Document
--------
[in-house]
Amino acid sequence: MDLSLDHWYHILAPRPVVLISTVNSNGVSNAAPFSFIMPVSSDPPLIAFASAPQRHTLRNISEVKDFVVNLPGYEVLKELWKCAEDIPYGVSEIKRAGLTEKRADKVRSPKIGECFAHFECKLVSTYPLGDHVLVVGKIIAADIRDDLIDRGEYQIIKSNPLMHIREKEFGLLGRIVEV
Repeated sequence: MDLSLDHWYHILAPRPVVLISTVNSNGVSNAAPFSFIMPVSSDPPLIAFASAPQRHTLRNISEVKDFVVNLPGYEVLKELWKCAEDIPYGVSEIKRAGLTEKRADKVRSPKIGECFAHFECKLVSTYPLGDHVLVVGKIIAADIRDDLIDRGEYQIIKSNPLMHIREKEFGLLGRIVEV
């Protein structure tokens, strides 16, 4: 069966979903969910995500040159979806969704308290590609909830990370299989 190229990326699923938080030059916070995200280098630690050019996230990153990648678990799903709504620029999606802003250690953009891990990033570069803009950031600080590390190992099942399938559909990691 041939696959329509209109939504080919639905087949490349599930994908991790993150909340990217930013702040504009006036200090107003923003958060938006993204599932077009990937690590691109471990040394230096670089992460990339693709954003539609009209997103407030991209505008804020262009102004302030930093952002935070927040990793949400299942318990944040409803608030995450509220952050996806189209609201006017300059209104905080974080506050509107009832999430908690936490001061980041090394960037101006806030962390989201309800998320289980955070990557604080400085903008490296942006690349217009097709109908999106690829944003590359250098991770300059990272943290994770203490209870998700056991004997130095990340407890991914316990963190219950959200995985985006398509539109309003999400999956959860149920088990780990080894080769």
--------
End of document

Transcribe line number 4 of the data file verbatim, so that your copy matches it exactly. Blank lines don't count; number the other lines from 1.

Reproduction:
């Protein structure tokens, strides 16, 4: 069966979903969910995500040159979806969704308290590609909830990370299989 190229990326699923938080030059916070995200280098630690050019996230990153990648678990799903709504620029999606802003250690953009891990990033570069803009950031600080590390190992099942399938559909990691 041939696959329509209109939504080919639905087949490349599930994908991790993150909340990217930013702040504009006036200090107003923003958060938006993204599932077009990937690590691109471990040394230096670089992460990339693709954003539609009209997103407030991209505008804020262009102004302030930093952002935070927040990793949400299942318990944040409803608030995450509220952050996806189209609201006017300059209104905080974080506050509107009832999430908690936490001061980041090394960037101006806030962390989201309800998320289980955070990557604080400085903008490296942006690349217009097709109908999106690829944003590359250098991770300059990272943290994770203490209870998700056991004997130095990340407890991914316990963190219950959200995985985006398509539109309003999400999956959860149920088990780990080894080769």